Featured Phenomenon: Changing Air Temperatures

Picture of sun and landscape

Earth-orbiting satellites and other technological advances have enabled scientists to observe changing atmospheric temperatures as they collect many different types of information about our planet and its climate on a global scale. Studying climate data collected over many years reveal the signals of a changing climate. Scientific evidence supports an upward temperature trend across the entire Earth since the early 20th century – and most notably since the late 1970s. The planet's average surface temperature has risen about 2.0 degrees Fahrenheit (1.1 degrees Celsius) since the late 19th century, a change driven largely by increased carbon dioxide and other human-made emissions into the atmosphere. Most of the warming occurred in the past 35 years, with 16 of the 17 warmest years on record occurring since 2001 and the warmest year on record occurring in 2016. Not only was 2016 the warmest year on record, but eight of the 12 months that make up the year — from January through September, with the exception of June — were the warmest on record for those respective months.  

 

This graph, based on the comparison of atmospheric samples contained in ice cores and more recent direct measurements, provides evidence that atmospheric CO2 has increased since the Industrial Revolution. (Credit: Vostok ice core data/J.R. Petit et al.; NOAA Mauna Loa CO2 record.) Find out more about ice cores (external site).

This graph, based on the comparison of atmospheric samples contained in ice cores and more recent direct measurements, provides evidence that atmospheric CO2 has increased since the Industrial Revolution.
(Credit: Vostok ice core data/J.R. Petit et al.; NOAA Mauna Loa CO2 record.) Find out more about ice cores (external site).

The Earth's climate has changed throughout history. Just in the last 650,000 years, there have been seven cycles of glacial advance and retreat, with the abrupt end of the last ice age about 7,000 years ago marking the beginning of the modern climate era — and of human civilization. Most of these climate changes are attributed to very small variations in Earth’s orbit that change the amount of solar energy our planet receives. The current warming trend is of particular significance because most of it is very likely human-induced and proceeding at a rate that is unprecedented in the past 1,300 years.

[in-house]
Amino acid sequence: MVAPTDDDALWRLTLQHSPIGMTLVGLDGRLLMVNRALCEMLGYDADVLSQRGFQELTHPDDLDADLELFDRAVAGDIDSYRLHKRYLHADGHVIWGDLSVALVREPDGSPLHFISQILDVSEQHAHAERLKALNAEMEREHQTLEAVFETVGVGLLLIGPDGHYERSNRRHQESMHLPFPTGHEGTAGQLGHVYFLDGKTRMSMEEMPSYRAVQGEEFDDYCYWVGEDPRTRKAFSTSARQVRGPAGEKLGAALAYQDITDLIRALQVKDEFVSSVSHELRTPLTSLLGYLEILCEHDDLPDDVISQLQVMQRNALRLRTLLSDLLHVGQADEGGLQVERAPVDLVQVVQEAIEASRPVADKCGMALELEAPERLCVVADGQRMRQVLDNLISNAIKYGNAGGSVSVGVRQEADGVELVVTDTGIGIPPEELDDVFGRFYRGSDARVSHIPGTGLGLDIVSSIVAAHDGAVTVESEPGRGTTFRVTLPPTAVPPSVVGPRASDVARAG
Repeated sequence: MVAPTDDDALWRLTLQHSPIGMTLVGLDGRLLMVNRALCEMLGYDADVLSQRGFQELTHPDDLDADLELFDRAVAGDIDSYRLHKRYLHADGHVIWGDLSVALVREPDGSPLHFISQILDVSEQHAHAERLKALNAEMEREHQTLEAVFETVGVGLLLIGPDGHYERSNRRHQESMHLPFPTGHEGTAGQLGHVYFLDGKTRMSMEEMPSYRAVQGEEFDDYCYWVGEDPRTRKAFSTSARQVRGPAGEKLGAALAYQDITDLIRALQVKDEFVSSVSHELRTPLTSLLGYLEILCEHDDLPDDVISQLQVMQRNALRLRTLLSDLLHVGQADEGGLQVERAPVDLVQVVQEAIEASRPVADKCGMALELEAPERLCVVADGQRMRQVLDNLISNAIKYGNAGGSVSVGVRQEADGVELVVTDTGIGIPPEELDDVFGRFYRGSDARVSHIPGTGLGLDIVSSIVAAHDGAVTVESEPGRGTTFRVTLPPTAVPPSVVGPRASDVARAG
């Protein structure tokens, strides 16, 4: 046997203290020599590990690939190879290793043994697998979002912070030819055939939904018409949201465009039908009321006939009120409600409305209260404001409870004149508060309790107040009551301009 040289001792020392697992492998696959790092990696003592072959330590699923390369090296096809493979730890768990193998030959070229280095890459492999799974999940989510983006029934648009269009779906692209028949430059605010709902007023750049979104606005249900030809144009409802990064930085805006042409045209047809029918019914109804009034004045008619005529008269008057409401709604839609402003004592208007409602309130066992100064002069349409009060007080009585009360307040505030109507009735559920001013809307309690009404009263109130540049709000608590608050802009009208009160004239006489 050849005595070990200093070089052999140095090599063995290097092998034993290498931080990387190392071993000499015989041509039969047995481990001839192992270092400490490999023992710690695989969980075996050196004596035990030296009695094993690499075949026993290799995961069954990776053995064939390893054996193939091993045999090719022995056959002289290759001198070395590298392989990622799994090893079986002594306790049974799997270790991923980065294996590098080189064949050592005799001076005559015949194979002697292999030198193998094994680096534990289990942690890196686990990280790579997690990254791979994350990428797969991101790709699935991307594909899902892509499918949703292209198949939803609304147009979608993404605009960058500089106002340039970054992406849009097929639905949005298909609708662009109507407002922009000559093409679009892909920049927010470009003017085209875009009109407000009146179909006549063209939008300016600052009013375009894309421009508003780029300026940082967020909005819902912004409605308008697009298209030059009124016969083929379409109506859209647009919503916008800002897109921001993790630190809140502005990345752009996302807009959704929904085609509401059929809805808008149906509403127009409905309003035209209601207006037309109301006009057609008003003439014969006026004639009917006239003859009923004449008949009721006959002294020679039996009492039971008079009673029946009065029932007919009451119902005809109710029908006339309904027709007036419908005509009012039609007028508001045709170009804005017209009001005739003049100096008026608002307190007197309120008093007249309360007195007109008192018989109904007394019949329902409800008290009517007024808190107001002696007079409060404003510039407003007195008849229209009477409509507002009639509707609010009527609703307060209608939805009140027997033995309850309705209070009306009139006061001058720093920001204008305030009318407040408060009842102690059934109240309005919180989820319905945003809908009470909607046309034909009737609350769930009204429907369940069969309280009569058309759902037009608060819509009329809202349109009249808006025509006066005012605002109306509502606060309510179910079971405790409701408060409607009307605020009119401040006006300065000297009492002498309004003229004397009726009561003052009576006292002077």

Two terms that are often incorrectly used interchangeably are “global warming” and “climate change.” Global warming is the observed upward global temperature trend since the early 20th century, mainly due to the increase in emissions from burning fossil fuels. Climate change is a broader term that describes all changes in different Earth spheres, not just temperature changes, connected to the increase in emissions.

Weather and climate are two other terms that are frequently confused in the discussion of climate change. Both refer to events with broadly different spatial and time scales. Weather refers to atmospheric conditions that occur locally over short periods of time – from minutes to hours or days. Familiar examples include rain, snow, clouds, winds, floods or thunderstorms. Remember, weather is local and short-term. Climate, on the other hand, refers to the long-term regional or global average of temperature, humidity and rainfall patterns over seasons, years or decades. Climate is regional or global and long-term. Erratic weather in your neighborhood – whether rain or drought – may or may not be a symptom of global climate change. To know, we must monitor weather patterns over many years.

Credit:  NASA Climate